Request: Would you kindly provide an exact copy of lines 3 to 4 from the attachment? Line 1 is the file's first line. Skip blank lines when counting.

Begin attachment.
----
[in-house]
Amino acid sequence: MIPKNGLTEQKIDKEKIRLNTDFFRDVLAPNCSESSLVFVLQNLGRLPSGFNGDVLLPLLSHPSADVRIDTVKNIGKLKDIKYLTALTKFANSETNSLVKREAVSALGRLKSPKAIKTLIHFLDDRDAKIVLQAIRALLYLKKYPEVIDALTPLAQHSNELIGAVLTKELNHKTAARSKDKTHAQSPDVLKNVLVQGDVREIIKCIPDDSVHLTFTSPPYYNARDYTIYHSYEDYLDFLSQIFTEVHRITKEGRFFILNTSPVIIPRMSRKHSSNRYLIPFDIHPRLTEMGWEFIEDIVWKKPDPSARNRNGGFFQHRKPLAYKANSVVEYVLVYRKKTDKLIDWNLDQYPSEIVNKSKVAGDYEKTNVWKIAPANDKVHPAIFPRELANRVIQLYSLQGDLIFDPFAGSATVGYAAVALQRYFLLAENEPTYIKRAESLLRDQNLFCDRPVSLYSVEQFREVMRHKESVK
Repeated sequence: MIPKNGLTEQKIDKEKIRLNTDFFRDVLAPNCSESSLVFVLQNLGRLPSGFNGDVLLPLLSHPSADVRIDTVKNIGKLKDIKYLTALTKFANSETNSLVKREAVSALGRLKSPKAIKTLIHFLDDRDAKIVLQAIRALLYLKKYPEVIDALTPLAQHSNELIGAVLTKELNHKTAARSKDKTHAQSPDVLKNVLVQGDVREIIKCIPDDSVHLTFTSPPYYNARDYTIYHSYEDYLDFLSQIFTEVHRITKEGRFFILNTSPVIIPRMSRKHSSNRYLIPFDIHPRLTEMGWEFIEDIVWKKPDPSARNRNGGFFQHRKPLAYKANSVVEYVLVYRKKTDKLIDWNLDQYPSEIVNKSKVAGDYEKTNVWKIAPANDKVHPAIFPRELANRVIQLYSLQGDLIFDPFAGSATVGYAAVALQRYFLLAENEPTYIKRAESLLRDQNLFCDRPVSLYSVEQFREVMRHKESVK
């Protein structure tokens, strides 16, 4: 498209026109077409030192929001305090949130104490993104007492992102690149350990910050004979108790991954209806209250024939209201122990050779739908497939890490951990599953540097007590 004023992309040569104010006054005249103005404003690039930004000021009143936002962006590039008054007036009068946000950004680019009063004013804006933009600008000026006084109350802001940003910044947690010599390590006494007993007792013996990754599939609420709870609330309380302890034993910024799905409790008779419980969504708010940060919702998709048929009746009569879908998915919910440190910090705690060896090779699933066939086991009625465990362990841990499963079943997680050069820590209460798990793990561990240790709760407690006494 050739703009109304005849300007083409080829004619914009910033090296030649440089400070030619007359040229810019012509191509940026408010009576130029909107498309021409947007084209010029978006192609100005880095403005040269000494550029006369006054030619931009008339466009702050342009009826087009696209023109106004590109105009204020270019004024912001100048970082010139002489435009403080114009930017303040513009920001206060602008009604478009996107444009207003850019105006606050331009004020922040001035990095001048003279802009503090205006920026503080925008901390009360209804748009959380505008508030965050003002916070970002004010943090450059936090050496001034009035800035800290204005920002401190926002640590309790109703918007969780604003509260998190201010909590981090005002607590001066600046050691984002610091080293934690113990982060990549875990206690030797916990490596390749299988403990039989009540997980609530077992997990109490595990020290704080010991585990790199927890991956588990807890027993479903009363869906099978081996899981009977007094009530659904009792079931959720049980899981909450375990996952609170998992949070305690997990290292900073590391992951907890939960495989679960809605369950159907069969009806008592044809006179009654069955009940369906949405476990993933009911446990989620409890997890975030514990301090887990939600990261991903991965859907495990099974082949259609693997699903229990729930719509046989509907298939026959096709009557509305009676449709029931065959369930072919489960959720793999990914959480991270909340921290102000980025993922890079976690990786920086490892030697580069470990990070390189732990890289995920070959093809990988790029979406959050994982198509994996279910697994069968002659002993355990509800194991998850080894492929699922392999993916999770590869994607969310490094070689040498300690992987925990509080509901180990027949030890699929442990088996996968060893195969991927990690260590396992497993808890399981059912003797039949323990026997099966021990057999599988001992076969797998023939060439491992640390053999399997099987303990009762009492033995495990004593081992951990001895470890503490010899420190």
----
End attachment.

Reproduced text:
Repeated sequence: MIPKNGLTEQKIDKEKIRLNTDFFRDVLAPNCSESSLVFVLQNLGRLPSGFNGDVLLPLLSHPSADVRIDTVKNIGKLKDIKYLTALTKFANSETNSLVKREAVSALGRLKSPKAIKTLIHFLDDRDAKIVLQAIRALLYLKKYPEVIDALTPLAQHSNELIGAVLTKELNHKTAARSKDKTHAQSPDVLKNVLVQGDVREIIKCIPDDSVHLTFTSPPYYNARDYTIYHSYEDYLDFLSQIFTEVHRITKEGRFFILNTSPVIIPRMSRKHSSNRYLIPFDIHPRLTEMGWEFIEDIVWKKPDPSARNRNGGFFQHRKPLAYKANSVVEYVLVYRKKTDKLIDWNLDQYPSEIVNKSKVAGDYEKTNVWKIAPANDKVHPAIFPRELANRVIQLYSLQGDLIFDPFAGSATVGYAAVALQRYFLLAENEPTYIKRAESLLRDQNLFCDRPVSLYSVEQFREVMRHKESVK
């Protein structure tokens, strides 16, 4: 498209026109077409030192929001305090949130104490993104007492992102690149350990910050004979108790991954209806209250024939209201122990050779739908497939890490951990599953540097007590 004023992309040569104010006054005249103005404003690039930004000021009143936002962006590039008054007036009068946000950004680019009063004013804006933009600008000026006084109350802001940003910044947690010599390590006494007993007792013996990754599939609420709870609330309380302890034993910024799905409790008779419980969504708010940060919702998709048929009746009569879908998915919910440190910090705690060896090779699933066939086991009625465990362990841990499963079943997680050069820590209460798990793990561990240790709760407690006494 050739703009109304005849300007083409080829004619914009910033090296030649440089400070030619007359040229810019012509191509940026408010009576130029909107498309021409947007084209010029978006192609100005880095403005040269000494550029006369006054030619931009008339466009702050342009009826087009696209023109106004590109105009204020270019004024912001100048970082010139002489435009403080114009930017303040513009920001206060602008009604478009996107444009207003850019105006606050331009004020922040001035990095001048003279802009503090205006920026503080925008901390009360209804748009959380505008508030965050003002916070970002004010943090450059936090050496001034009035800035800290204005920002401190926002640590309790109703918007969780604003509260998190201010909590981090005002607590001066600046050691984002610091080293934690113990982060990549875990206690030797916990490596390749299988403990039989009540997980609530077992997990109490595990020290704080010991585990790199927890991956588990807890027993479903009363869906099978081996899981009977007094009530659904009792079931959720049980899981909450375990996952609170998992949070305690997990290292900073590391992951907890939960495989679960809605369950159907069969009806008592044809006179009654069955009940369906949405476990993933009911446990989620409890997890975030514990301090887990939600990261991903991965859907495990099974082949259609693997699903229990729930719509046989509907298939026959096709009557509305009676449709029931065959369930072919489960959720793999990914959480991270909340921290102000980025993922890079976690990786920086490892030697580069470990990070390189732990890289995920070959093809990988790029979406959050994982198509994996279910697994069968002659002993355990509800194991998850080894492929699922392999993916999770590869994607969310490094070689040498300690992987925990509080509901180990027949030890699929442990088996996968060893195969991927990690260590396992497993808890399981059912003797039949323990026997099966021990057999599988001992076969797998023939060439491992640390053999399997099987303990009762009492033995495990004593081992951990001895470890503490010899420190």